All conservation treatments should begin with thorough documentation: an object description, condition examination, and photography. Caitlin’s project provides a good example of what that documentation may look like for a piece of taxidermy.


Object Identification: A full-body taxidermy mount of a female red-dronted lemur (Eulemur rufus) mounted on a habitat base constructed from a tree branch.

 

Description
The specimen is constructed around a composite manikin that is visible in several locations due to previous damages. The manikin is composed of wood wool (thin wood shavings traditionally made of poplar, pine, or spruce) bound to recreate the musculature form of the specimen; cotton batting used to bulk appendages such as the hands; and a metal armature used to provide rigid structural support. Appendages such as the hands and feet still contain original skeletal materials. The nose, snout, and eyelids are shaped from a soft black material, likely a pigmented wax.

The specimen is attached to the base with ferrous metal wires at three points: the proper right palm, the proper right foot, and the proper left foot. The wires penetrate the palm and feet of the specimen as well as the habitat base where they have been secured to the base by bending at a 90-degree angle.  The specimen is mounted in a standing position gripping the habitat base with the proper right (PR) hand and both feet.

There is a paper specimen label tied to the proper right ankle, which contains taxonomic information in two separate campaigns of writing. There is also a metal plate attached to the habitat base located on the front of the branch.  The plate is inscribed with the catalogue number and attached to the branch with two tacks. There is another metal tag tied with a thin metal wire around the PR wrist of the specimen, also stamped with the catalog number.

Condition
The specimen is in fair condition. It is structurally stable; however, there are two detached elements, several areas of fur loss, tears and cracks/splits in the hide, which contribute to the overall instability of the specimen. In addition, the specimen is covered in a layer of light grey dust and grime.

Hide/Manikin:

  • A portion of the proper left (PL) hand is detached from the specimen. The detached hand consists of the hide and four digits, but excludes the thumb, which remains attached to the specimen. The detached hand has several cracks/splits in the hide and a large loss on the palm side, exposing the interior construction. The PL ear of the specimen is also detached and there are small areas of unrecovered loss.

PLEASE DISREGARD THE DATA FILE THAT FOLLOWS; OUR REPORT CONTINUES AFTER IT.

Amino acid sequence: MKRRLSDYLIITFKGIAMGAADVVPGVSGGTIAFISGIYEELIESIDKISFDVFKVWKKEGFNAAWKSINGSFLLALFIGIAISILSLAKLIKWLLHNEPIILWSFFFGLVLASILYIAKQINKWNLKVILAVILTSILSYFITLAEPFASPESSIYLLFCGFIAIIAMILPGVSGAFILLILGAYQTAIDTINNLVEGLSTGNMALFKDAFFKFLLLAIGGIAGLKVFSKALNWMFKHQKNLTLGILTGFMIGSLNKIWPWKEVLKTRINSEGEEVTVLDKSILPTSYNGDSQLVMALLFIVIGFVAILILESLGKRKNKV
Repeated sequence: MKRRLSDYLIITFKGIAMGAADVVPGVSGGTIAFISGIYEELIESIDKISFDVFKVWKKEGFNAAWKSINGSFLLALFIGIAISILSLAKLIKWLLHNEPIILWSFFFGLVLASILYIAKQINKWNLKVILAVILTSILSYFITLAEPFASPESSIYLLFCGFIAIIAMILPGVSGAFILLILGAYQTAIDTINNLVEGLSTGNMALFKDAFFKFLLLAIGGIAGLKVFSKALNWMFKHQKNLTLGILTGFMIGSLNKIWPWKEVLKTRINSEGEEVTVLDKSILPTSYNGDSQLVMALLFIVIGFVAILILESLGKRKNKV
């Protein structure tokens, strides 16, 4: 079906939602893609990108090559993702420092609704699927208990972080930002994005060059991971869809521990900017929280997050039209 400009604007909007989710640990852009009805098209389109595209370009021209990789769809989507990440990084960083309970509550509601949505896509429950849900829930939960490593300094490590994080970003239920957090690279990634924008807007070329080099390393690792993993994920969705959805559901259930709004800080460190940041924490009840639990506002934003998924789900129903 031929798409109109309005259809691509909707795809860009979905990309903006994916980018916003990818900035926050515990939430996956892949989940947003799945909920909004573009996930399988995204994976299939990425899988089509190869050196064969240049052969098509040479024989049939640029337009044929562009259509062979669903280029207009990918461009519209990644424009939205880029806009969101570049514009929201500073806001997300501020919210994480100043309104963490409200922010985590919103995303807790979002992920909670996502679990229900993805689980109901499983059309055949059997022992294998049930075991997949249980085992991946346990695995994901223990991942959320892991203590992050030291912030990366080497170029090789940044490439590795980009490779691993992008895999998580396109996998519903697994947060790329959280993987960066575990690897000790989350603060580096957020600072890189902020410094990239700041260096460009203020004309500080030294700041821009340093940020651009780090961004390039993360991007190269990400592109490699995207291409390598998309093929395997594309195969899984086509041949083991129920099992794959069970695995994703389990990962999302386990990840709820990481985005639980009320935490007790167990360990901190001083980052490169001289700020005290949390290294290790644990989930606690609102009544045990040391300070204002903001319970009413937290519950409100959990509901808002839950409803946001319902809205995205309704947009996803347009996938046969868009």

Before Treatment of lemur detached proper left hand.

Before Treatment of lemur detached proper left hand.

Before treatment of lemur taxidermy mount. Proper left detached hand. ©AMNH /C. Richeson

  • On the lower back at both the PR and PL sides there several moderately large stable tears in the skin of the lower torso, which expose the wood wool manikin below. There is also a minor split located at the PR side of the vent. Although the skin is slightly out of plane, it remains somewhat pliable and can be pressed back into place with gentle pressure.
  • There is a small circular area of abrasion on the back of the PR hand.

Finishing Materials:

  • The material used to finish the nose of the specimen has sustained localized losses and a dent on the PL side. The eyelids, which are made from the same finishing material, have also been deformed.
    Before Treatment of lemur. Detail of nose with missing wax.

    Before treatment of lemur taxidermy mount. Note the loss of finishing material on the nose and the loss of skin on the ear. ©AMNH /C. Richeson

    Before Treatment of lemur. Detail of nose with missing wax.

    Before treatment of lemur taxidermy mount. Note the loss of finishing material on the nose. ©AMNH /C. Richeson

Fur:

  • The fur of the specimen has discolored to a light yellow-brown color, having lost its natural variation in red, brown, and black colors that are representative of the species.
  • There are several areas of fur loss located on the mount. The first is a a substantial loss of fur on the chin and underside of the snout. This species is identifiable by its characteristic “beard”, and thus the fur loss in this area detracts from the accurate representation of the species. There are also small losses associated with the detached PL hand and at the coccyx.
  • There are also beige accretions on the fur, primarily located along the seam at the center of the torso, and an overall layer of moderate dust accumulation on the fur.

Display Base (branch):

  • The specimen is well-secured to the tree branch habitat base, which appears to be in good condition. When examined in ultraviolet light, the base fluoresced a milky yellow/green color, and appears to have been coated.

After completing this type of photographic and written documentation, the conservator then submits a proposed treatment to the Collections Manager and/or Curator for approval. Follow along with the progress of this treatment in the next post.

 

 

Surveying Historic Taxidermy Part 3: Results

Our condition survey of historic mammalian taxidermy in the American Museum of Natural History’s Department of Mammalogy (see previous post), supplied an understanding of the most common condition issues affecting them, and clearly displayed their probable causes.

Cracks, Splits, and Dust: Responses to Environment

649_3_detail of crack_split on tail

Split in the hide at the base of a specimen’s tail.  AMNH/F. Ritchie